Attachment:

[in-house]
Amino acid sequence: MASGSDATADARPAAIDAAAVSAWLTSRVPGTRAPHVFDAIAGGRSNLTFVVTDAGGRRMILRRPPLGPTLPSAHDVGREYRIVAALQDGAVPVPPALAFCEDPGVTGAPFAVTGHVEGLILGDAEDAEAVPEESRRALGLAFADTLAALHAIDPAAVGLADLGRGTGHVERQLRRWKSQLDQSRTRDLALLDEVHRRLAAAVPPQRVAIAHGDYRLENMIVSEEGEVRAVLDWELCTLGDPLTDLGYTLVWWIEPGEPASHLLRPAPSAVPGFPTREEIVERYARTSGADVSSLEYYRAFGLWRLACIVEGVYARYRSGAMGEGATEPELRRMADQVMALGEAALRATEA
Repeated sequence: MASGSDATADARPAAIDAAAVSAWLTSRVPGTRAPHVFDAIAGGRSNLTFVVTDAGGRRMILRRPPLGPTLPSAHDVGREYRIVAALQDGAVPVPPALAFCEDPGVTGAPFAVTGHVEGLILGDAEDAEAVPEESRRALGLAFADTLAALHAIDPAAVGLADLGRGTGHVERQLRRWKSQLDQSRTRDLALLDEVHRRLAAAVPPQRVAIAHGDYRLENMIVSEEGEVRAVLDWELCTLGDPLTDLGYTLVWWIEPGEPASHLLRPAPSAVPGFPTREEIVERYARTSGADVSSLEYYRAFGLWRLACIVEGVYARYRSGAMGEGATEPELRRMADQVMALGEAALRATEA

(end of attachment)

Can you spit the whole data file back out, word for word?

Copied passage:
[in-house]
Amino acid sequence: MASGSDATADARPAAIDAAAVSAWLTSRVPGTRAPHVFDAIAGGRSNLTFVVTDAGGRRMILRRPPLGPTLPSAHDVGREYRIVAALQDGAVPVPPALAFCEDPGVTGAPFAVTGHVEGLILGDAEDAEAVPEESRRALGLAFADTLAALHAIDPAAVGLADLGRGTGHVERQLRRWKSQLDQSRTRDLALLDEVHRRLAAAVPPQRVAIAHGDYRLENMIVSEEGEVRAVLDWELCTLGDPLTDLGYTLVWWIEPGEPASHLLRPAPSAVPGFPTREEIVERYARTSGADVSSLEYYRAFGLWRLACIVEGVYARYRSGAMGEGATEPELRRMADQVMALGEAALRATEA
Repeated sequence: MASGSDATADARPAAIDAAAVSAWLTSRVPGTRAPHVFDAIAGGRSNLTFVVTDAGGRRMILRRPPLGPTLPSAHDVGREYRIVAALQDGAVPVPPALAFCEDPGVTGAPFAVTGHVEGLILGDAEDAEAVPEESRRALGLAFADTLAALHAIDPAAVGLADLGRGTGHVERQLRRWKSQLDQSRTRDLALLDEVHRRLAAAVPPQRVAIAHGDYRLENMIVSEEGEVRAVLDWELCTLGDPLTDLGYTLVWWIEPGEPASHLLRPAPSAVPGFPTREEIVERYARTSGADVSSLEYYRAFGLWRLACIVEGVYARYRSGAMGEGATEPELRRMADQVMALGEAALRATEA